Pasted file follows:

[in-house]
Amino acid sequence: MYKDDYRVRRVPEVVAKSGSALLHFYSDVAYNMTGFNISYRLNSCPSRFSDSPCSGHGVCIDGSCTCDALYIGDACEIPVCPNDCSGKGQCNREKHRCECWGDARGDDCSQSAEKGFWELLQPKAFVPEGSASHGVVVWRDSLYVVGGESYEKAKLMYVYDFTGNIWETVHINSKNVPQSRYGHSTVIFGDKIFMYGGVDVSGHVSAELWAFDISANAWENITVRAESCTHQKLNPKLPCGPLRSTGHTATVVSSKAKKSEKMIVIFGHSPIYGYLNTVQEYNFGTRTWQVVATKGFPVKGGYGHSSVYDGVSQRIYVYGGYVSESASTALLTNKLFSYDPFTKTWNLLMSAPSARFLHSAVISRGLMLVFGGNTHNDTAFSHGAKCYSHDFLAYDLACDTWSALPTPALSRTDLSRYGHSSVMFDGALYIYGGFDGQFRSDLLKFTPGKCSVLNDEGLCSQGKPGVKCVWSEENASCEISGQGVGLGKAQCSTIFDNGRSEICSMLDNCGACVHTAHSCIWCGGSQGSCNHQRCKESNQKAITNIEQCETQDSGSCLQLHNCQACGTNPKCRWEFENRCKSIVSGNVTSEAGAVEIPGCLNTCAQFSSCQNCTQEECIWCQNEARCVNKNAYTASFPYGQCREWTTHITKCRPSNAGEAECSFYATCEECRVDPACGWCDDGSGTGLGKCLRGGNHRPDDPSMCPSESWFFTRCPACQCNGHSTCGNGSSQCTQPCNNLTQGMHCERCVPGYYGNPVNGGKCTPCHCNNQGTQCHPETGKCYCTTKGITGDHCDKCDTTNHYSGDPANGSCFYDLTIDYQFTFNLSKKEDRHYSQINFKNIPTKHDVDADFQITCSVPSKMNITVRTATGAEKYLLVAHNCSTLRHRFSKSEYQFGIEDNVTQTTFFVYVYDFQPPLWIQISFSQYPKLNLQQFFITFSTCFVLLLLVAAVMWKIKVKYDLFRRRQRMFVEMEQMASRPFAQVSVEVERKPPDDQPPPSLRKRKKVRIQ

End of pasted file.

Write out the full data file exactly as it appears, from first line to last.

[in-house]
Amino acid sequence: MYKDDYRVRRVPEVVAKSGSALLHFYSDVAYNMTGFNISYRLNSCPSRFSDSPCSGHGVCIDGSCTCDALYIGDACEIPVCPNDCSGKGQCNREKHRCECWGDARGDDCSQSAEKGFWELLQPKAFVPEGSASHGVVVWRDSLYVVGGESYEKAKLMYVYDFTGNIWETVHINSKNVPQSRYGHSTVIFGDKIFMYGGVDVSGHVSAELWAFDISANAWENITVRAESCTHQKLNPKLPCGPLRSTGHTATVVSSKAKKSEKMIVIFGHSPIYGYLNTVQEYNFGTRTWQVVATKGFPVKGGYGHSSVYDGVSQRIYVYGGYVSESASTALLTNKLFSYDPFTKTWNLLMSAPSARFLHSAVISRGLMLVFGGNTHNDTAFSHGAKCYSHDFLAYDLACDTWSALPTPALSRTDLSRYGHSSVMFDGALYIYGGFDGQFRSDLLKFTPGKCSVLNDEGLCSQGKPGVKCVWSEENASCEISGQGVGLGKAQCSTIFDNGRSEICSMLDNCGACVHTAHSCIWCGGSQGSCNHQRCKESNQKAITNIEQCETQDSGSCLQLHNCQACGTNPKCRWEFENRCKSIVSGNVTSEAGAVEIPGCLNTCAQFSSCQNCTQEECIWCQNEARCVNKNAYTASFPYGQCREWTTHITKCRPSNAGEAECSFYATCEECRVDPACGWCDDGSGTGLGKCLRGGNHRPDDPSMCPSESWFFTRCPACQCNGHSTCGNGSSQCTQPCNNLTQGMHCERCVPGYYGNPVNGGKCTPCHCNNQGTQCHPETGKCYCTTKGITGDHCDKCDTTNHYSGDPANGSCFYDLTIDYQFTFNLSKKEDRHYSQINFKNIPTKHDVDADFQITCSVPSKMNITVRTATGAEKYLLVAHNCSTLRHRFSKSEYQFGIEDNVTQTTFFVYVYDFQPPLWIQISFSQYPKLNLQQFFITFSTCFVLLLLVAAVMWKIKVKYDLFRRRQRMFVEMEQMASRPFAQVSVEVERKPPDDQPPPSLRKRKKVRIQ